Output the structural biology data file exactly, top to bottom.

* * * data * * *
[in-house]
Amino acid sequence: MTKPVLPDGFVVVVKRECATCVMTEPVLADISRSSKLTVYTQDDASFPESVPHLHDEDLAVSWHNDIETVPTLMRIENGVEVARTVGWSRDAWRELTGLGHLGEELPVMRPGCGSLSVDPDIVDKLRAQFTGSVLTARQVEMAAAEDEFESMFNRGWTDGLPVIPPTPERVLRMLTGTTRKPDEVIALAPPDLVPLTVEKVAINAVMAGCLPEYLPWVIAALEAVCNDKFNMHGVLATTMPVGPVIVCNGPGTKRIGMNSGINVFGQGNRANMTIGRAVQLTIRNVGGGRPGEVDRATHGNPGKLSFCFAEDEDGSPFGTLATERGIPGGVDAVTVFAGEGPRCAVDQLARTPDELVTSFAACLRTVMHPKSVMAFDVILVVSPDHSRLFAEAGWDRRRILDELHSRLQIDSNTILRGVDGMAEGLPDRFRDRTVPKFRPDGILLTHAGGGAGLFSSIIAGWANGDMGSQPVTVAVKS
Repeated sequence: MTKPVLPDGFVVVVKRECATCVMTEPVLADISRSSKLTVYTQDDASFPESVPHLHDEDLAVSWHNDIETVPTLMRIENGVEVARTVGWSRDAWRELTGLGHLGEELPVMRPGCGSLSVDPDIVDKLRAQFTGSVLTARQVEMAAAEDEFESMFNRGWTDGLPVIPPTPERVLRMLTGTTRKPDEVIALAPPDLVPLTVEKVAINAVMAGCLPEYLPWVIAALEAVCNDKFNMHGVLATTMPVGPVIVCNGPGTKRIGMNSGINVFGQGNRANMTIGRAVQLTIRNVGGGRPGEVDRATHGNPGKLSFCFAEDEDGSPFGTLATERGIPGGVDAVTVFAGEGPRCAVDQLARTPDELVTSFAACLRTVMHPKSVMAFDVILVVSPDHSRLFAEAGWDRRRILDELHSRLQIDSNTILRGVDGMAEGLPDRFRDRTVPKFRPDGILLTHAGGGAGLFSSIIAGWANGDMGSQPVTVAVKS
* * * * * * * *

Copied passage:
[in-house]
Amino acid sequence: MTKPVLPDGFVVVVKRECATCVMTEPVLADISRSSKLTVYTQDDASFPESVPHLHDEDLAVSWHNDIETVPTLMRIENGVEVARTVGWSRDAWRELTGLGHLGEELPVMRPGCGSLSVDPDIVDKLRAQFTGSVLTARQVEMAAAEDEFESMFNRGWTDGLPVIPPTPERVLRMLTGTTRKPDEVIALAPPDLVPLTVEKVAINAVMAGCLPEYLPWVIAALEAVCNDKFNMHGVLATTMPVGPVIVCNGPGTKRIGMNSGINVFGQGNRANMTIGRAVQLTIRNVGGGRPGEVDRATHGNPGKLSFCFAEDEDGSPFGTLATERGIPGGVDAVTVFAGEGPRCAVDQLARTPDELVTSFAACLRTVMHPKSVMAFDVILVVSPDHSRLFAEAGWDRRRILDELHSRLQIDSNTILRGVDGMAEGLPDRFRDRTVPKFRPDGILLTHAGGGAGLFSSIIAGWANGDMGSQPVTVAVKS
Repeated sequence: MTKPVLPDGFVVVVKRECATCVMTEPVLADISRSSKLTVYTQDDASFPESVPHLHDEDLAVSWHNDIETVPTLMRIENGVEVARTVGWSRDAWRELTGLGHLGEELPVMRPGCGSLSVDPDIVDKLRAQFTGSVLTARQVEMAAAEDEFESMFNRGWTDGLPVIPPTPERVLRMLTGTTRKPDEVIALAPPDLVPLTVEKVAINAVMAGCLPEYLPWVIAALEAVCNDKFNMHGVLATTMPVGPVIVCNGPGTKRIGMNSGINVFGQGNRANMTIGRAVQLTIRNVGGGRPGEVDRATHGNPGKLSFCFAEDEDGSPFGTLATERGIPGGVDAVTVFAGEGPRCAVDQLARTPDELVTSFAACLRTVMHPKSVMAFDVILVVSPDHSRLFAEAGWDRRRILDELHSRLQIDSNTILRGVDGMAEGLPDRFRDRTVPKFRPDGILLTHAGGGAGLFSSIIAGWANGDMGSQPVTVAVKS